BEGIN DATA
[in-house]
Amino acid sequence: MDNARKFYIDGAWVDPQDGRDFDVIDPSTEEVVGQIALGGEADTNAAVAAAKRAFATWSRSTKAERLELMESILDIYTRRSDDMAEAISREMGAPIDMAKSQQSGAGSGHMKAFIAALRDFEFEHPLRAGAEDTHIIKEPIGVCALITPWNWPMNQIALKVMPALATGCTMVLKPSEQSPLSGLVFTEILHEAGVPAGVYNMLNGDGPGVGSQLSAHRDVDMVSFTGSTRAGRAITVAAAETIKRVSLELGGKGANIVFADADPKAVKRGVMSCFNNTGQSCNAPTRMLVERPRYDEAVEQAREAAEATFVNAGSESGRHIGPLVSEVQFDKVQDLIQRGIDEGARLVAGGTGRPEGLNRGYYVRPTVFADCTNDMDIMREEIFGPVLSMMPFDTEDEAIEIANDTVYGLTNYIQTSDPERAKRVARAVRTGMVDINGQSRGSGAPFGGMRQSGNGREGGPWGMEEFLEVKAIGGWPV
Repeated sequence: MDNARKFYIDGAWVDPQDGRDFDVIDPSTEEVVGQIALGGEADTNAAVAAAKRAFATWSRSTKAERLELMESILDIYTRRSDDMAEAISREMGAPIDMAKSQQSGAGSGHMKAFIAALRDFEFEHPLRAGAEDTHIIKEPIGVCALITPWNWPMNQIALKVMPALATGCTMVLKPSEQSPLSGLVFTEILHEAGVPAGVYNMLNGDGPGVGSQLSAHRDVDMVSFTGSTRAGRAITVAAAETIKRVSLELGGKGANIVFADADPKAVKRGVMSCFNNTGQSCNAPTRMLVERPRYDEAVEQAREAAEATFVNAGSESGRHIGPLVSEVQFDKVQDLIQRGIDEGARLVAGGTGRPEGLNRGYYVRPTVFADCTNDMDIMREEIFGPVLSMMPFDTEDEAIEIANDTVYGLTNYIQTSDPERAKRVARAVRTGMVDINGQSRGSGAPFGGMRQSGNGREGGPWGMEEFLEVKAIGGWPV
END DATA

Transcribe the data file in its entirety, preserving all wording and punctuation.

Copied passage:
[in-house]
Amino acid sequence: MDNARKFYIDGAWVDPQDGRDFDVIDPSTEEVVGQIALGGEADTNAAVAAAKRAFATWSRSTKAERLELMESILDIYTRRSDDMAEAISREMGAPIDMAKSQQSGAGSGHMKAFIAALRDFEFEHPLRAGAEDTHIIKEPIGVCALITPWNWPMNQIALKVMPALATGCTMVLKPSEQSPLSGLVFTEILHEAGVPAGVYNMLNGDGPGVGSQLSAHRDVDMVSFTGSTRAGRAITVAAAETIKRVSLELGGKGANIVFADADPKAVKRGVMSCFNNTGQSCNAPTRMLVERPRYDEAVEQAREAAEATFVNAGSESGRHIGPLVSEVQFDKVQDLIQRGIDEGARLVAGGTGRPEGLNRGYYVRPTVFADCTNDMDIMREEIFGPVLSMMPFDTEDEAIEIANDTVYGLTNYIQTSDPERAKRVARAVRTGMVDINGQSRGSGAPFGGMRQSGNGREGGPWGMEEFLEVKAIGGWPV
Repeated sequence: MDNARKFYIDGAWVDPQDGRDFDVIDPSTEEVVGQIALGGEADTNAAVAAAKRAFATWSRSTKAERLELMESILDIYTRRSDDMAEAISREMGAPIDMAKSQQSGAGSGHMKAFIAALRDFEFEHPLRAGAEDTHIIKEPIGVCALITPWNWPMNQIALKVMPALATGCTMVLKPSEQSPLSGLVFTEILHEAGVPAGVYNMLNGDGPGVGSQLSAHRDVDMVSFTGSTRAGRAITVAAAETIKRVSLELGGKGANIVFADADPKAVKRGVMSCFNNTGQSCNAPTRMLVERPRYDEAVEQAREAAEATFVNAGSESGRHIGPLVSEVQFDKVQDLIQRGIDEGARLVAGGTGRPEGLNRGYYVRPTVFADCTNDMDIMREEIFGPVLSMMPFDTEDEAIEIANDTVYGLTNYIQTSDPERAKRVARAVRTGMVDINGQSRGSGAPFGGMRQSGNGREGGPWGMEEFLEVKAIGGWPV